NASHVILLE - Two Bradley County school board members said Tuesday they will resign their posts at next week's meeting.
The move comes after state Senate Judiciary Committee Chairman Mike Bell said they had forfeited their elected positions by moving out of the districts from which they were elected into other areas within the county.
Bell, R-Riceville, drew attention to the issue Tuesday by introducing Senate Joint Resolution 1528, which would direct District Attorney General Steve Crump to remove both men if they won't step down.
"I am not doing this lightly," Bell told the Times Free Press on Monday night as he prepared to file the resolution. "I think the rule of law is important, and we wouldn't allow a legislator to continue to serve if they moved out of the district."
School board Chairman Troy Weathers moved from the 4th District he represented to the 3rd District about two months ago. He is running in the state House District 24 GOP primary in August.
Rodney Dillard, meanwhile, moved from his 5th District to the 6th District about 18 months ago.
Both told the Times Free Press by phone they thought they had legal authority to move within the county, having received information to that effect from the school board's attorney.
In a subsequent Times Free Press phone interview, Weathers said he called Bell and told him he would resign his school board seat.
"I don't need the controversy," Weathers said. "I want to serve the people of Bradley County. I don't want to have to fight to serve them, OK? So I have decided I will step down from the school board next Thursday at our next meeting. There's just no reason to cause controversy.
"It's not worth going to court over."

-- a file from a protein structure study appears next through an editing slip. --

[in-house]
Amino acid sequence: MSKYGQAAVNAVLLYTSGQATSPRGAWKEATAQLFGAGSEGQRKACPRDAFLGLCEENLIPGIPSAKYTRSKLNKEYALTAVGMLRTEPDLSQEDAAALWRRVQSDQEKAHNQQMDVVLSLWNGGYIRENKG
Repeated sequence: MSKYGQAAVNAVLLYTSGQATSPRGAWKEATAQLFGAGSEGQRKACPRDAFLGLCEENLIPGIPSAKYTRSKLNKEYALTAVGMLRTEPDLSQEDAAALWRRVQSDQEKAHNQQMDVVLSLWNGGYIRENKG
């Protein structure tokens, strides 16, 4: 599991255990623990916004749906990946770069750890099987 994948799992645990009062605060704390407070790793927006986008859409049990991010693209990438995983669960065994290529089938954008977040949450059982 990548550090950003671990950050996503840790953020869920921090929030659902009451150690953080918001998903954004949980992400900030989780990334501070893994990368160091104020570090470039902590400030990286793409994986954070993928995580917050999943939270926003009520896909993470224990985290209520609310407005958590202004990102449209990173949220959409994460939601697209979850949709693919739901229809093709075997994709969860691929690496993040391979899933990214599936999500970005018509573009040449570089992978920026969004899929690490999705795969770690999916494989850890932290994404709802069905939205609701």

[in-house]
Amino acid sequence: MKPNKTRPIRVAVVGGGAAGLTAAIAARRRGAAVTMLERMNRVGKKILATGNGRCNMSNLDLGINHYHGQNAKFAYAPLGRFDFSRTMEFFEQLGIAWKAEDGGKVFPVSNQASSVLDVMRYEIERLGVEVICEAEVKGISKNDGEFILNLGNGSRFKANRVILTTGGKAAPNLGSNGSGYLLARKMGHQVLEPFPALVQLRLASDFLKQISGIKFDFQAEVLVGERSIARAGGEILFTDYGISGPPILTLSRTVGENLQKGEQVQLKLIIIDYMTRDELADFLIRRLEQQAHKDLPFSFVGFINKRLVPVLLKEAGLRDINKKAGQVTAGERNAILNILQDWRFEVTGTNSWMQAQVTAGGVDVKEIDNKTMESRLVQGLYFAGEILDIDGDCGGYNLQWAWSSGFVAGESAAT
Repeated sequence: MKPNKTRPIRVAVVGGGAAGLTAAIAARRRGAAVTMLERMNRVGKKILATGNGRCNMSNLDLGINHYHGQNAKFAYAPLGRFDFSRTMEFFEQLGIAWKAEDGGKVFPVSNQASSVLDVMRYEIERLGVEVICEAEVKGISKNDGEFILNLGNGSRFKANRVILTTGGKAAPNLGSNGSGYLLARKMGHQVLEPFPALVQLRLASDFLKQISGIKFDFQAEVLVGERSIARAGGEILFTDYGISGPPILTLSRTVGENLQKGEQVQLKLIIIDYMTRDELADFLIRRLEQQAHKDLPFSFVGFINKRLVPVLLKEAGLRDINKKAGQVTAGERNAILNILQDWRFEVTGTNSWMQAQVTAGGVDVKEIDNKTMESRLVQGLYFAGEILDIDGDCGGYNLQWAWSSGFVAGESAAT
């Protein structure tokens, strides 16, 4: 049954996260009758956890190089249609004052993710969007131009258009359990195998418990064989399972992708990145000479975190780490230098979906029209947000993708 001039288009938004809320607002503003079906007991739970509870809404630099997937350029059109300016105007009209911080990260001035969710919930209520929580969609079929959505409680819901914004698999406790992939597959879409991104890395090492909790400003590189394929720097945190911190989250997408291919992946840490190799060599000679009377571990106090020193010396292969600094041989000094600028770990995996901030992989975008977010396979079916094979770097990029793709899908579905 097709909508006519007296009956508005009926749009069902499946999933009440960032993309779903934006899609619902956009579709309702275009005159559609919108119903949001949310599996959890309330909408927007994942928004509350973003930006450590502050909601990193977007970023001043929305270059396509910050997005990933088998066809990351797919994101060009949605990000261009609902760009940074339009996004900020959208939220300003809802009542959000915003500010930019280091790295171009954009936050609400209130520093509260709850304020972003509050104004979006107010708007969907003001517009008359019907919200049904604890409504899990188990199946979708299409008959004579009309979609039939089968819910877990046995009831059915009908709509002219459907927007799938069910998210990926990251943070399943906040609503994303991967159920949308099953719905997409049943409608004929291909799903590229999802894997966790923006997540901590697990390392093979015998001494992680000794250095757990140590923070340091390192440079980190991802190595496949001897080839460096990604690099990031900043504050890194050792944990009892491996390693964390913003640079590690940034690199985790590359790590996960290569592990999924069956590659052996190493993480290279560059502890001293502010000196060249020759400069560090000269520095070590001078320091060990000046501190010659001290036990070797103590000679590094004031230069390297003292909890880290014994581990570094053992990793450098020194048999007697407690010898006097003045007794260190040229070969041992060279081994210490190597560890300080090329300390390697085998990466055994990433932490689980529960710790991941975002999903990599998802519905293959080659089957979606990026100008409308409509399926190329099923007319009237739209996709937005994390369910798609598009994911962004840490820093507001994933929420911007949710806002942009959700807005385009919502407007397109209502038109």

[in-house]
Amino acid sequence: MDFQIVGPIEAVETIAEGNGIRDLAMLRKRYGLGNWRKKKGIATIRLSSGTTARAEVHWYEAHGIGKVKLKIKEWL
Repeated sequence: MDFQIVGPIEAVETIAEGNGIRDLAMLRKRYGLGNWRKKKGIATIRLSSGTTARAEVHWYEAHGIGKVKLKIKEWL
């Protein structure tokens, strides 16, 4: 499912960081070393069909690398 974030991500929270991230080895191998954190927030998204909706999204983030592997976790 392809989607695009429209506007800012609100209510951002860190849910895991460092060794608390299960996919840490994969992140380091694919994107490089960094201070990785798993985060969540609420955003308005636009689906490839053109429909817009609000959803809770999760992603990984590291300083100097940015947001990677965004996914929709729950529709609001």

Weathers said he is looking forward, "hopefully," to serving Cleveland and Bradley County in the House.
"I'm running for the House, we don't need negative things looming over anybody. I followed what I believe the law says, and that's OK," he said.
Board member Dillard said in a Times Free Press telephone interview Tuesday he, too, went by the school board attorney's advice.
"That's what I went by. Again, that's our school board attorney," Dillard said. "But I serve for the children of Bradley County, and it's not worth fighting."
Dillard said he had no idea there was any problem and never heard from Bell or anyone else that there was.
"I had no clue, buddy, but I am disappointed I've not gotten one call from anybody. We could have sat down with a cup of coffee and come up with the best decision for our schools without all the drama," Dillard said.
He said the controversy is disappointing.
"But it is what it is," he said.
Both board members said school board attorney Scott Bennett told them some time back the law permitted them to remain on the board because, while they no longer lived in the district they were elected to represent, they still lived in Bradley County.
That is how at least one, possibly two, provisions in state code, read.